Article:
The City of island adventures
DAJON kamo sa Surigao City! Gana dinhi karajaw. Come in to Surigao City. It’s beautiful here. This is a common warm welcome from the Surigaonons.
Surigao City is one destination that keeps tourists coming back either when busy days take a toll or when days need to speed up a bit. It’s the capital of Surigao del Norte. The nearby group of islands with few isolated attractions here and there make up for a series of adrenalin-inducing escapade or a pause-and-bask-inthe-ocean-scenery type of vacation. It comes as no surprise that it earned its title as the City of Island Adventures— the very same reason that gets more and more people book for tickets.
Thankfully, the 6.7 earthquake that hit Surigao City in February made no damage to its natural wonders.
However, the strong intensity left a hole in the number of tourist influx. Many bookings and reservations were canceled and trips were put on hold. So the City Government of Surigao, in its efforts to regain the confidence of domestic and international travelers, organized a familiarization trip around Surigao City and its nearby islands. The “Suroy Surigao” shed light that their beaches, islets, mangrove forest, cultural village, and the rest of the tourist sites remained unscathed.
Day-asan Water Village
Mangrove or Bakhawan is very much abundant in the coastal areas of Surigao, and as such, the province is blessed with diverse ecosystems of copious seagrass beds and healthy coral reefs that sustain the rich marine life. Some 20 minutes away from the city proper is Day-asan. On the road, looking through the window, one sees that scenery already has a feel of the countryside. You learn later that their festival dance Bonok-Bonok Maradjao-Karadjao translates to a deep gratitude for a heavy downpour of harvests and good health and, more often than not, visitors coming to the city. Step into a coaster and into the boat that sails through the narrow channels of water of “Little Venice” that was Day-asan. Pass by houses with wooden stilts erected on the underwater bedrock. Straight ahead, the vast stretch of mangrove trees create what seemed like an interminable mazelike forests rising above seawaters.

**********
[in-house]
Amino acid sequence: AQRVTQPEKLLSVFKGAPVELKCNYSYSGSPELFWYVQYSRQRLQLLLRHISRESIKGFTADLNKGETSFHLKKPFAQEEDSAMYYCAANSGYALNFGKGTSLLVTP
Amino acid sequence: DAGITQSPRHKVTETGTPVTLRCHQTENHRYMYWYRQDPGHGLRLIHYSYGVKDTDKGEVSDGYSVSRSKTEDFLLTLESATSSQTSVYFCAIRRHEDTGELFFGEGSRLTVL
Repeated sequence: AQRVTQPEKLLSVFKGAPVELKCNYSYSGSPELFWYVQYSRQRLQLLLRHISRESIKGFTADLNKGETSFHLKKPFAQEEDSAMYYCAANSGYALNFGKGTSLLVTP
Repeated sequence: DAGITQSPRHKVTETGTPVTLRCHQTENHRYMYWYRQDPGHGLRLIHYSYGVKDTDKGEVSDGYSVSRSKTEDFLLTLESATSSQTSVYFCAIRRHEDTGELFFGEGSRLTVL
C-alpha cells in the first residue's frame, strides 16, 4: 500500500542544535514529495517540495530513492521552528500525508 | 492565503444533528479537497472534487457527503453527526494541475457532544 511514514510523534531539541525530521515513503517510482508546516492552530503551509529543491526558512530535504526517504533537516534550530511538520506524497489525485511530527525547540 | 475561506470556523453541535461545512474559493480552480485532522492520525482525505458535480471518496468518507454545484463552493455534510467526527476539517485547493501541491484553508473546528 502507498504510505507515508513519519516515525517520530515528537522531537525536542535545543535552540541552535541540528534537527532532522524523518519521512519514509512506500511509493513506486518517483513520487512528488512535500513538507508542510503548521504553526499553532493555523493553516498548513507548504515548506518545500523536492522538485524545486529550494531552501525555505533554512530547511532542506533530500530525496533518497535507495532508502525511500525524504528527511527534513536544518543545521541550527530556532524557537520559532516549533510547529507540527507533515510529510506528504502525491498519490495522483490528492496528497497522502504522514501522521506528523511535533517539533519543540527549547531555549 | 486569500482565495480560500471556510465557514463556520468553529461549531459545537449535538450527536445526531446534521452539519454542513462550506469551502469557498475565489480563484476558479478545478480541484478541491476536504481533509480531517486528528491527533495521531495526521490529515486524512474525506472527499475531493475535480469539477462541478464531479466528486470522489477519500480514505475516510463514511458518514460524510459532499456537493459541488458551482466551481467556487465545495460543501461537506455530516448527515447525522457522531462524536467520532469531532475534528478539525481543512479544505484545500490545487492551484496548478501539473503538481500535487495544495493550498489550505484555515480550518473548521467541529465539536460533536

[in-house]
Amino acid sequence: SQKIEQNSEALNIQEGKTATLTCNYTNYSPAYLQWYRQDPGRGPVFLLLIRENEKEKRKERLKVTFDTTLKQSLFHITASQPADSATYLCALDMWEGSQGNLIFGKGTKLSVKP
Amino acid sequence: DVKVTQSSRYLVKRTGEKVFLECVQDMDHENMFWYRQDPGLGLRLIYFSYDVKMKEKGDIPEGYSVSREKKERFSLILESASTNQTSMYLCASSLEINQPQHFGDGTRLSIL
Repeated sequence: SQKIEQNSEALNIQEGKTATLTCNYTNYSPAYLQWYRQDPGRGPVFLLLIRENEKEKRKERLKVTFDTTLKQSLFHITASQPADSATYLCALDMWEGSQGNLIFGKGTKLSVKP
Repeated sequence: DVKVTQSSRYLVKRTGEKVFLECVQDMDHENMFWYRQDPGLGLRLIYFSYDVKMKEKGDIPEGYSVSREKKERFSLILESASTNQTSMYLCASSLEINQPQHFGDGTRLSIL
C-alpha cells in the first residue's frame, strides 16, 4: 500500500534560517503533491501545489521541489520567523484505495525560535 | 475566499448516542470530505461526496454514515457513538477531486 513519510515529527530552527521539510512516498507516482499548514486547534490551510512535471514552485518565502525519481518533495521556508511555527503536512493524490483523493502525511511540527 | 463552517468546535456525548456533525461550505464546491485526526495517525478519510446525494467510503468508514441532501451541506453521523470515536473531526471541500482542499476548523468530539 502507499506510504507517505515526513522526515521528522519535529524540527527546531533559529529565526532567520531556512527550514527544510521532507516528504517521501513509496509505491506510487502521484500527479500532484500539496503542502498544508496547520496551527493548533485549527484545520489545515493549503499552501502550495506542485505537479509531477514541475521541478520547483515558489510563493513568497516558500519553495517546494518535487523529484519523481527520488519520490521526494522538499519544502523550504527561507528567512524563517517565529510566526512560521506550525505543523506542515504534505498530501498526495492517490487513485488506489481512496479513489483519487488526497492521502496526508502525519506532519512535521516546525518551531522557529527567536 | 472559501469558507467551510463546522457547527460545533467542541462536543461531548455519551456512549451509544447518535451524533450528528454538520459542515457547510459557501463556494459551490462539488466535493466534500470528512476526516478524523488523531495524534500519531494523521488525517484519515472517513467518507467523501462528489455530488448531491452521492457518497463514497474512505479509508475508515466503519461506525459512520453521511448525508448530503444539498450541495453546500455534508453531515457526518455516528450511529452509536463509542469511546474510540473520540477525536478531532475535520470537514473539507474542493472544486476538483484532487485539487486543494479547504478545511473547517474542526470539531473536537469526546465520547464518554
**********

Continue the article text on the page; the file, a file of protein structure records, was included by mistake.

Tourists can enjoy paddling, kayaking, leisure fishing or boat tour. There’s a restaurant that serves fresh seafood dishes including massive lobsters. In fact, the place holds a lobster farm. This floating village wasn’t as popular in the early years as it is today. Now it’s an eco-tourism destination and the fourth largest mangrove plantation in the region. It has become a community-based tourism activity which means the guides are all from the barangay of Day-asan who underwent proper training conducted by the Tourism Office for the last five years.
Looc Pebble Beach and Mabua Stone Beach
Yes, you can pretty much surmise an image of a body of water surrounded by these small, hard, solid, non-metallic mineral matters of which rock is made of. Pebbles are stones made smooth and round by the action of water and both beaches are just about that. Looc can be accessed through the Lipata-Punta Bilar-Mabua road, or via an easy climb of the 380steps staircase at the adjacent hill from the Mabua beach. The hill has its own view deck.
Thirty minutes by land westward from the city is a seemingly endless stretch of round stones that help filter the clear and calm water. Mabua comes from the Visayan word “mabula” which means bubbles, a depiction of the frothing waves during the Habagat season, which help share the unique stones at the beach. Its northern end is a naturally carved rock formation that gives visitors a sweeping view of the beach and we arrived there just in time to witness the dramatic sunset.
Lapsay Lagoon in Tagana-an
Tagana-an is laid-back municipality in Surigao del Norte. The name is rooted from the word “tagana” which denotes a place intended or allocated for something — which then begs the question, what is the place best for? Tagana-an is a Pacific destination for marine sports and eco-education. The place is blessed with rolling hills, mountains, watersheds rice and coconut fields, rivers and mangroves which are perfect for kayaking, stand-up paddling, snorkeling, trekking, mangrove tour, boating, and simply swimming. Like a joke, it has been said: Surigao has two seasons: the wet season and the very wet season.
Lapsay Lagoon is a cove in Tinago Island that can only be accessed during high tide. Here at Hoyanjog Resort, rent for P2,500 a floating cottage that can accommodate 15 people. The floating cottage — tied to a boat — will stop at a fish sanctuary first where coral reefs of different shapes, colorful fish of different sizes, rich sea flora and fauna would surely leave you in awe.
Upon reaching Lapsay Lagoon, the water changes a bit to aquamarine as opposed to the blue seawaters. A lot of jellyfish are in the lagoon. And the best part is that you can swim with these Darwin jellyfish as they are the non-sting kind. Heading the exit of the cove, the floating cottage—still dragged by the boat—passes through a narrow gap between towering rock formations.
LAPSAY Lagoon MABUA Stone Beach
LAPSAY Lagoon, where jellyfish don’t sting